Chapter 14 of the Code of Criminal Procedure governs warrantless arrests in Texas. See Tex.Code Crim. Proc. Ann. arts. 14.03, 14.05 (Vernon 2005 & Supp.2008). Rangel's trial counsel did not specifically mention Chapter 14 in his warrantless-arrest objection; he mentioned only state and federal constitutional provisions and article 38.23, Texas' statutory exclusionary rule. Id. art. 38.23 (Vernon 2005). In a nearly identical case involving a written motion to suppress, the Court of Criminal Appeals held that the defendant's suppression motion, which cited the same constitutional provisions and article 38.23, failed to alert the trial court or opposing counsel that defense counsel was invoking Chapter 14 and that the defendant thus failed to preserve his Chapter 14 complaint for appeal. Buchanan v. State, 207 S.W.3d 772 (Tex.Crim.App.2006). Applying Buchanan, we hold that it was not obvious to the trial court that Rangel was also raising a Chapter 14 argument and that Rangel did not preserve it for appellate review. See id. We therefore will only address his constitutional complaint on the warrantless arrest.

We review a trial court's admission or exclusion of evidence for abuse of discretion. McDonald v. State, 179 S.W.3d 571, 576 (Tex.Crim.App.2005). We review a suppression ruling under an abuse-of-discretion standard. See Montanez v. State, 195 S.W.3d 101, 108 (Tex.Crim.App.2006). We afford almost total deference to the trial court's determination of historical facts but review de novo its ruling on mixed questions of law and fact that do not turn on the credibility and demeanor of witnesses. Neal v. State, 256 S.W.3d 264, 281 (Tex.Crim.App.2008). If the trial court does not make explicit findings of historical facts, we review the evidence in the light most favorable to the trial court's ruling. Walter v. State, 28 S.W.3d 538, 540 (Tex.Crim.App.2000). Because in this case the trial court did not make explicit findings, we review the evidence in the light most favorable to the trial court's ruling.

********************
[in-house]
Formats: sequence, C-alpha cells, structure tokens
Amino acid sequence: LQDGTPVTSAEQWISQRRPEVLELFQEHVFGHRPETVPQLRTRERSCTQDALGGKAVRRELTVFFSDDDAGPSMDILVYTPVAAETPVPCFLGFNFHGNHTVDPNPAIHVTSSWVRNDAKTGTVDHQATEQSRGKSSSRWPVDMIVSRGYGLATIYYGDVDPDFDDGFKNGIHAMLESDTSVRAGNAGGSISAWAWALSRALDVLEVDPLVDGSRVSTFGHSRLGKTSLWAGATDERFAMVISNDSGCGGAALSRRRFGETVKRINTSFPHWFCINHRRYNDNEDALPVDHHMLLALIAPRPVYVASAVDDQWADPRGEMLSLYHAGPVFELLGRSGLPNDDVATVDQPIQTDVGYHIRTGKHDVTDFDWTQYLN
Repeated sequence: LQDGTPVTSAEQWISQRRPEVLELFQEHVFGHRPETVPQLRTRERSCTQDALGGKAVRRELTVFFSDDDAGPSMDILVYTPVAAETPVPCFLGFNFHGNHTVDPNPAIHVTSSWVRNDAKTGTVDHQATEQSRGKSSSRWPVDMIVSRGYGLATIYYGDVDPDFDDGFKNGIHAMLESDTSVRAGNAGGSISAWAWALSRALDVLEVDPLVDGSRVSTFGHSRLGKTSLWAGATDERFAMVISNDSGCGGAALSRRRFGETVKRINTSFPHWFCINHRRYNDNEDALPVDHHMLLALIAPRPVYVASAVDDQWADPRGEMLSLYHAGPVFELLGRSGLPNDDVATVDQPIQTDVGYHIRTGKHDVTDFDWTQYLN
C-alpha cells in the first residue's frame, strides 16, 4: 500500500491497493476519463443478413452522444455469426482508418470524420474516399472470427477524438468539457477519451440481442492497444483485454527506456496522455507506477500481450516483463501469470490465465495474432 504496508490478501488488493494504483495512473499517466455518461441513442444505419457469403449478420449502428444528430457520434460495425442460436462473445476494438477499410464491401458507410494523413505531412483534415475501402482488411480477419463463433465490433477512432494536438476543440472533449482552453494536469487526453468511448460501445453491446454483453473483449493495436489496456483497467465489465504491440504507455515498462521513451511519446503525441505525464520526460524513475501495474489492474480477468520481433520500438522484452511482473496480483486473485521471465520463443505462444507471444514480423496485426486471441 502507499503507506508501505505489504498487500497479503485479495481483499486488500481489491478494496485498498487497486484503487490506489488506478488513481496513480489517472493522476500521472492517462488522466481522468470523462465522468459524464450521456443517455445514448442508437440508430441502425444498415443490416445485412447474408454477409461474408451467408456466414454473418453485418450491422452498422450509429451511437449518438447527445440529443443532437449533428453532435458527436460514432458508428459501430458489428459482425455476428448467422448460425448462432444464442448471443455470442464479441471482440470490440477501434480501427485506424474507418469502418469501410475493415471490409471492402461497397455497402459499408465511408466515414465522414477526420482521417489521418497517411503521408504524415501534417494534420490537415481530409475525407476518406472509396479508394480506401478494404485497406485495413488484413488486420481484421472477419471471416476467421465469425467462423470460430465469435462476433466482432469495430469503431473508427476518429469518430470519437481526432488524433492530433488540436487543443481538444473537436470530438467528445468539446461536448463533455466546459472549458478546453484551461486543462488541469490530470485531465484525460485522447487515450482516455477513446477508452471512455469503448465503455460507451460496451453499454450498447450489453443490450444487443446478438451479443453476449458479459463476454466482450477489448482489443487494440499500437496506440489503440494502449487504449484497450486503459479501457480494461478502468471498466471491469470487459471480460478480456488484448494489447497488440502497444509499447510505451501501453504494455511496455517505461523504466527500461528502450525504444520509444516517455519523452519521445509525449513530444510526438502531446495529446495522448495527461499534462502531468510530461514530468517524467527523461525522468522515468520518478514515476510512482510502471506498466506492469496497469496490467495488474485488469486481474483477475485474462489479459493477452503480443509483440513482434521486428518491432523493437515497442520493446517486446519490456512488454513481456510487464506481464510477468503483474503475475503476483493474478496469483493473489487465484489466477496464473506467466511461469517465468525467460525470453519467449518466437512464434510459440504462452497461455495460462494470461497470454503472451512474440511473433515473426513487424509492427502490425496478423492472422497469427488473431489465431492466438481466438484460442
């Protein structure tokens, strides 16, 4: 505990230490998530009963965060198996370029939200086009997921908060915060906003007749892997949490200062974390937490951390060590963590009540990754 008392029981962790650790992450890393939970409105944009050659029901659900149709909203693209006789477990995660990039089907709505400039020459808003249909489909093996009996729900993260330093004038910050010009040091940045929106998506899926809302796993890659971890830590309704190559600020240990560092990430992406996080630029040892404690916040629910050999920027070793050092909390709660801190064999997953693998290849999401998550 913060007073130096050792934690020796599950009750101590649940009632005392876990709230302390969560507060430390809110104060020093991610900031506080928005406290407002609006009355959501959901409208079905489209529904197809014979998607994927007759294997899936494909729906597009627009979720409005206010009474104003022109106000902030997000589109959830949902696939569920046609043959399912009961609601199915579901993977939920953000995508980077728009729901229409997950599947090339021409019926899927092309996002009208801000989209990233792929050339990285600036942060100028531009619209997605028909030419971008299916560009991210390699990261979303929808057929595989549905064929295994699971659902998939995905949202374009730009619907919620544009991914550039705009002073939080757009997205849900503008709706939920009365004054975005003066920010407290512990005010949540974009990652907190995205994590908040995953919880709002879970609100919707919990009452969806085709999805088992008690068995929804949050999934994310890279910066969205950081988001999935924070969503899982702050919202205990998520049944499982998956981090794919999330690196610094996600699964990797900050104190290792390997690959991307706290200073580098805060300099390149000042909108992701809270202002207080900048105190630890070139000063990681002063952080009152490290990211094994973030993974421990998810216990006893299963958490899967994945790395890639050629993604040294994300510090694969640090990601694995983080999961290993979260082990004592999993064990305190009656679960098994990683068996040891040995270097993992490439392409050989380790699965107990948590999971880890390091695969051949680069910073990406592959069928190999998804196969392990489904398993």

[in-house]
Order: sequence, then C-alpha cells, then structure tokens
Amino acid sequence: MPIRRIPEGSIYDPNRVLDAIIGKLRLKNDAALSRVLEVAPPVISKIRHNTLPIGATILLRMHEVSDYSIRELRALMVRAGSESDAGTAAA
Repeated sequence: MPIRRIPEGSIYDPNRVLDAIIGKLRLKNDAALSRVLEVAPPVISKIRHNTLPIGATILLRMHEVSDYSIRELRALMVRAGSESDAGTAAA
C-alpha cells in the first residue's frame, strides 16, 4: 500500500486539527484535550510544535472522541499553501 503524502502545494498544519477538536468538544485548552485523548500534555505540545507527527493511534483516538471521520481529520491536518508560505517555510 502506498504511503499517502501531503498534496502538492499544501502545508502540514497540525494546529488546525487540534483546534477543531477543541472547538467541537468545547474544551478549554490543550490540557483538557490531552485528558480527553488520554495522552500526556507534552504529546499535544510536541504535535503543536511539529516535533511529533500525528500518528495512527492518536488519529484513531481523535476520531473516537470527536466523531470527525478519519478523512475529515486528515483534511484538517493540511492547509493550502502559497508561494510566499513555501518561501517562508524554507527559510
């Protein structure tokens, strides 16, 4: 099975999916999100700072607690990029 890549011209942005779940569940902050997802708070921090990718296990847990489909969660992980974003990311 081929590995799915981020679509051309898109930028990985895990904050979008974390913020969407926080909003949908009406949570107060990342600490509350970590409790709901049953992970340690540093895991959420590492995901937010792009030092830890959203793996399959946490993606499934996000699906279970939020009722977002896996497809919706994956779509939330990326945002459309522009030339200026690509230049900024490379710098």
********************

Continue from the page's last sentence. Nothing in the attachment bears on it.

Neither the United States Constitution, nor Article I, Section 9 contains a requirement that an arrest be authorized by an arrest warrant. An arrest that is otherwise reasonable will not be found to be in violation of either provision because it was not authorized by an arrest warrant. Buchanan v. State, 175 S.W.3d 868, 874 (Tex.App.-Texarkana 2005), rev'd on other grounds, 207 S.W.3d 772 (Tex.Crim.App.2006) (citing Hulit v. State, 982 S.W.2d 431, 436 (Tex.Crim.App.1998)).

Reviewing the evidence in the light most favorable to the trial court's ruling, we hold that Rangel's warrantless arrest was reasonable. Inez, the grandmother of 13-month-old E.A. and the person paying the apartment's rent, found her in the early afternoon on a bed naked, unconscious, and bleeding vaginally. Rangel, who stayed overnight in the apartment a couple of nights a week with E.A .'s mother, was asleep on the bedroom floor with his belt buckle undone after being out all night with E.A.'s mother, whom Inez had taken to work early that morning. Inez relayed that information to her employer, who relayed it to the police just before they entered the apartment and found Rangel still asleep. We overrule Rangel's first issue.

Conclusion: We affirm the trial court's judgment.